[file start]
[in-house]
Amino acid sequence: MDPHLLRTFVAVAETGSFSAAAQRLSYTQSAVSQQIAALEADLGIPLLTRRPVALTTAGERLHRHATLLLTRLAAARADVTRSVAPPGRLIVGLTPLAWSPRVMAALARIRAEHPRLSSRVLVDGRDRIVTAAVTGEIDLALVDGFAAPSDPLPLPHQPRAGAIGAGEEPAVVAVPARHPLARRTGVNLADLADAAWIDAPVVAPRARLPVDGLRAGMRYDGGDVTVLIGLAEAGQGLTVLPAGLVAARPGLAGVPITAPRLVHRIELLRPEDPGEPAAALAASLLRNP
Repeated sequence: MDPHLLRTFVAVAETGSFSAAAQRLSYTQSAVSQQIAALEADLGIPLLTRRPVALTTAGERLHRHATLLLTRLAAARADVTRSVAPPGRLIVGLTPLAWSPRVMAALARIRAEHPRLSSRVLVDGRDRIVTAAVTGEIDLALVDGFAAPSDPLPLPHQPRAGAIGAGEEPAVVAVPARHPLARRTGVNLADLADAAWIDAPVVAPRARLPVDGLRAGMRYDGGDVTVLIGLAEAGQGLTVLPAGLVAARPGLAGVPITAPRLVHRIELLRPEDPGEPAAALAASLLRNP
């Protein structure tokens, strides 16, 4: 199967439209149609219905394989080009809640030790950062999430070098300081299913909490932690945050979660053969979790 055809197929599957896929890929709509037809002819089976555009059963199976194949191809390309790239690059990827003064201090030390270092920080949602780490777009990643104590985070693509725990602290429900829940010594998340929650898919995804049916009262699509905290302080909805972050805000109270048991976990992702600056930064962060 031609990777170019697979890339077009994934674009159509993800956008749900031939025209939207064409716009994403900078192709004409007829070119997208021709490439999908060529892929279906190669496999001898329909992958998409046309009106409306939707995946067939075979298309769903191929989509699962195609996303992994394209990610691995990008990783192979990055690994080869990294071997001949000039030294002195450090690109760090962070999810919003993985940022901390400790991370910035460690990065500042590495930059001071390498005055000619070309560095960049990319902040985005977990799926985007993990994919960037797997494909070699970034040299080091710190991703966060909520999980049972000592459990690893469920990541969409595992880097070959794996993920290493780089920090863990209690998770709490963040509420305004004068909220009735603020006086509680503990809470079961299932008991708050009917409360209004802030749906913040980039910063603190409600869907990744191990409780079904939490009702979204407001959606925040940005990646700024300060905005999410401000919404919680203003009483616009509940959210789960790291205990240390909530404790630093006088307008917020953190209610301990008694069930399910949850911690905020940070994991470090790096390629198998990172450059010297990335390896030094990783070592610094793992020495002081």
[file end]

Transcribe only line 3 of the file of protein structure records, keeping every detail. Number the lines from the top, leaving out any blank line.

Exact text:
Repeated sequence: MDPHLLRTFVAVAETGSFSAAAQRLSYTQSAVSQQIAALEADLGIPLLTRRPVALTTAGERLHRHATLLLTRLAAARADVTRSVAPPGRLIVGLTPLAWSPRVMAALARIRAEHPRLSSRVLVDGRDRIVTAAVTGEIDLALVDGFAAPSDPLPLPHQPRAGAIGAGEEPAVVAVPARHPLARRTGVNLADLADAAWIDAPVVAPRARLPVDGLRAGMRYDGGDVTVLIGLAEAGQGLTVLPAGLVAARPGLAGVPITAPRLVHRIELLRPEDPGEPAAALAASLLRNP